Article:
In my crowd, I've always been the one with an intolerance for risk, whether it was drugs, bad boys, or the stock market. I'm a Virgo through and through: introverted, meticulous, concrete.
When designer gyms and spandex became the thing in the '80s, I turned to yoga -- back when you practiced on a towel in your sweats in a tiny studio with an Indian name. Yoga was my respite and release -- the breathwork grounded me, and the repetitive poses took me out of my head and into my body.
Then, at 39, I found myself ousted from the publishing job I loved, a victim of corporate restructuring after years of loyalty. So much for playing it safe.
Now I needed yoga more than ever, and suddenly there were options: studios with polished floors, hip music, and celeb yoga students with glowing skin and tight butts.
Wanting More From My Practice
In one of these studios, I found myself sneaking looks at the women in the front row, the ones who effortlessly pulled themselves into handstands, not even needing the wall. Their arms were ropy, their bodies firm and lithe. More remarkable, many of them looked to be over 40.
I felt an unfamiliar stirring: Could I actually do a handstand? Holding a headstand was no problem: I was still earthbound. But a handstand seemed to involve a dizzying flight above ground and arm strength that rebuked my spindly limbs.
I started with simple push-ups each morning -- initially unable to do one, I progressed to five, then 10, 20. I added forearm planks, moving through chaturanga 10 times. I started to see tone in my arms, and my core grew tighter, too.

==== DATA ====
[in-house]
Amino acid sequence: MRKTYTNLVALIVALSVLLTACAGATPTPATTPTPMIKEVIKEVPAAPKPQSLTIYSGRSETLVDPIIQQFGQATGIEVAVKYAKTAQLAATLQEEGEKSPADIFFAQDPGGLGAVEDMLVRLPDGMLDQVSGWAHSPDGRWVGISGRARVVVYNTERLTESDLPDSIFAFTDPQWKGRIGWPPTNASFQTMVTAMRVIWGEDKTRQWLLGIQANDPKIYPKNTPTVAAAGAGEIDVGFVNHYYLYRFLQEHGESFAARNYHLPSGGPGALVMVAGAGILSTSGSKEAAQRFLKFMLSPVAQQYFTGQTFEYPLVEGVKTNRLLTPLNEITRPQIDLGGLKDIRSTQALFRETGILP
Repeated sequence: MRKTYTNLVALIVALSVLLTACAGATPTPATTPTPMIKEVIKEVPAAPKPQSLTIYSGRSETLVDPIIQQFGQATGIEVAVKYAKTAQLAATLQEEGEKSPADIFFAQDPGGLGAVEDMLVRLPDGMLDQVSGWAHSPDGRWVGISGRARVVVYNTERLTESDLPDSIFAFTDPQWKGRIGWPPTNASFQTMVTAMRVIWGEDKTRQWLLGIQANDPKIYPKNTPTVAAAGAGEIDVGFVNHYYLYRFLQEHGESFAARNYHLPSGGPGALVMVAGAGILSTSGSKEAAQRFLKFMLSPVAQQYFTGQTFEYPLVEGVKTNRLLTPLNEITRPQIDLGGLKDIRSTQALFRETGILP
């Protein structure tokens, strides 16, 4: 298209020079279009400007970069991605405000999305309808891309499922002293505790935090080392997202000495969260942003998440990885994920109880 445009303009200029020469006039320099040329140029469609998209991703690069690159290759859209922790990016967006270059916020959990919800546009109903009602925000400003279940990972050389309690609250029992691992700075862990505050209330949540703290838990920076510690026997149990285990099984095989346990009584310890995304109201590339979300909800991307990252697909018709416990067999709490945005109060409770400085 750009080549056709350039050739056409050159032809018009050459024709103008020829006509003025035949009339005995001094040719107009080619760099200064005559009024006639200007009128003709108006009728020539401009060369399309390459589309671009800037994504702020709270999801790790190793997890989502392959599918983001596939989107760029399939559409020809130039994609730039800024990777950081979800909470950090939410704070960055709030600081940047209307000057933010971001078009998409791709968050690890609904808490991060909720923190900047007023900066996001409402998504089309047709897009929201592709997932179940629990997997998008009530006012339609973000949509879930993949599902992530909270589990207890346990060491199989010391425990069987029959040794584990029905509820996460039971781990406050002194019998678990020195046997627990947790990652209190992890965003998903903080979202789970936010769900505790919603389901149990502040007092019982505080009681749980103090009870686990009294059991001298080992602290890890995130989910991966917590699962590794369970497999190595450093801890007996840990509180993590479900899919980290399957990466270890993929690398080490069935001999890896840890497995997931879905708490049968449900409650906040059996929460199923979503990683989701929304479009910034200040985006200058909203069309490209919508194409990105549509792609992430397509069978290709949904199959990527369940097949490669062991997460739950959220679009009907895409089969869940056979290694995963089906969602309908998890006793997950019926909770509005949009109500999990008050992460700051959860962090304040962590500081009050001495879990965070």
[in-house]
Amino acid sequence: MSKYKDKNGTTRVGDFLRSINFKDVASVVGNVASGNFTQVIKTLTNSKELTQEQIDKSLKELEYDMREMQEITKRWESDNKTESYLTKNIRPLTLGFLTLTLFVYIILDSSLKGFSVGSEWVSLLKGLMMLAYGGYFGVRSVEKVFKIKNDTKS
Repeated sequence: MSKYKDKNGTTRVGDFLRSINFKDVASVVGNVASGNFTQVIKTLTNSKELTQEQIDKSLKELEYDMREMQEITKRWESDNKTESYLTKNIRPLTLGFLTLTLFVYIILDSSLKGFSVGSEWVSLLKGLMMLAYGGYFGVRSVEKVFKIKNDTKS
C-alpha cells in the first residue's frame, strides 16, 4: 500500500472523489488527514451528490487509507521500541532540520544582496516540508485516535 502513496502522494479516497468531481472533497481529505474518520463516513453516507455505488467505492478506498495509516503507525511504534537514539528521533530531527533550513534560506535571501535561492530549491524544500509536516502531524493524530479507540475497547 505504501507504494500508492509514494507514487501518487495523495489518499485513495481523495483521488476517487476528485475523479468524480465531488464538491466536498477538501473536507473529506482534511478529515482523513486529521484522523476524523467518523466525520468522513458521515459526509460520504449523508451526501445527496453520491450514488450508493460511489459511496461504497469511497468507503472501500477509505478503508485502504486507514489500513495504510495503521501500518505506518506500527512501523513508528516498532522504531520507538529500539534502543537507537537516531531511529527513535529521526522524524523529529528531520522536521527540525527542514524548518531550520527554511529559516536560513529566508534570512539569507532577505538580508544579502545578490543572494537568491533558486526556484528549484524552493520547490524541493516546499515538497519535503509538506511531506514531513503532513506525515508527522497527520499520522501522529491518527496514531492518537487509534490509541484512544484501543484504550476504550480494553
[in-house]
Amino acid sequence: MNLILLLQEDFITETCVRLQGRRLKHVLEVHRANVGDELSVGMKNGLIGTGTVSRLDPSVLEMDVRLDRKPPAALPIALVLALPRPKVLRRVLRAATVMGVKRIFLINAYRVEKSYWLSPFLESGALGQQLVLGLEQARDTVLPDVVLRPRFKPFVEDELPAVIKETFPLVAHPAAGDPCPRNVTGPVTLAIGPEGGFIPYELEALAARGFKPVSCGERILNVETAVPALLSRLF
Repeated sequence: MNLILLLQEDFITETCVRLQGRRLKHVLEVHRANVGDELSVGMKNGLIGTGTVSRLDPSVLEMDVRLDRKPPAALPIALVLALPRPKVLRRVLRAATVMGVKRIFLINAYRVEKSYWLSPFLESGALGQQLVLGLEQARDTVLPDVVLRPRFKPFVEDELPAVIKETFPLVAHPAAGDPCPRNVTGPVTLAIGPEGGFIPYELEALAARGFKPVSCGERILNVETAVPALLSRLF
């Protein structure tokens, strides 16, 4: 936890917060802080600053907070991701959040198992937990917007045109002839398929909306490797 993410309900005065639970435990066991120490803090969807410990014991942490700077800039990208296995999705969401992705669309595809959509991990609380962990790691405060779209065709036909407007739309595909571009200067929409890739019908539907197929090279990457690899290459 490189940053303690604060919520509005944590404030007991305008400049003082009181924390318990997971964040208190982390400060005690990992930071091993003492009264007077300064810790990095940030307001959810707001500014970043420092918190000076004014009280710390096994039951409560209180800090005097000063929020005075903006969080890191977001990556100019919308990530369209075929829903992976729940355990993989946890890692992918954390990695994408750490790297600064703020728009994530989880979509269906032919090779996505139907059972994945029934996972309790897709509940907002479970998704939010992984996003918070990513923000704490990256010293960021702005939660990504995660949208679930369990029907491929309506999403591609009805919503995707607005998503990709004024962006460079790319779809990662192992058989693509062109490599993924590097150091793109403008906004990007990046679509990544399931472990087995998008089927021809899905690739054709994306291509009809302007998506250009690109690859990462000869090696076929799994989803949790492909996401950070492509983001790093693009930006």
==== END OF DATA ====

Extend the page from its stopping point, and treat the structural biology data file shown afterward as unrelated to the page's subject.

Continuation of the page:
When I first attempted a handstand at home, I leaped off my feet, twisted to the side, then crashed back down to the floor. But I could feel the possibility of flying, and my arms had held me ... until they hadn't.
When I felt ready to try a handstand in class, I asked the teacher for help. I failed as I had at home before, but she caught my legs and guided them to the wall.
Taking Risks in Yoga -- and in Life
Practicing at home, I was soon meeting the wall each time. Curiously, I also began to take leaps in other ways -- trying sushi, drinking scotch instead of my chaste Chardonnay.
I don't think it's a coincidence that during this time I turned down a juicy offer at a big publisher to join a small literary agency where I could work independently and reap my own rewards.
Then shortly after my 40th birthday, during my morning handstand practice, I tightened my core, tucked my pelvis, and stretched my hips, thighs, and heels higher than usual.
As my feet left the security of the wall, I felt a current running from floor to toes, holding me high. For the first time in my life, I realized, I was standing on my own two hands.
Want to try it yourself? Work your way up to a handstand with these four moves.
Text by Linda Lowenthal
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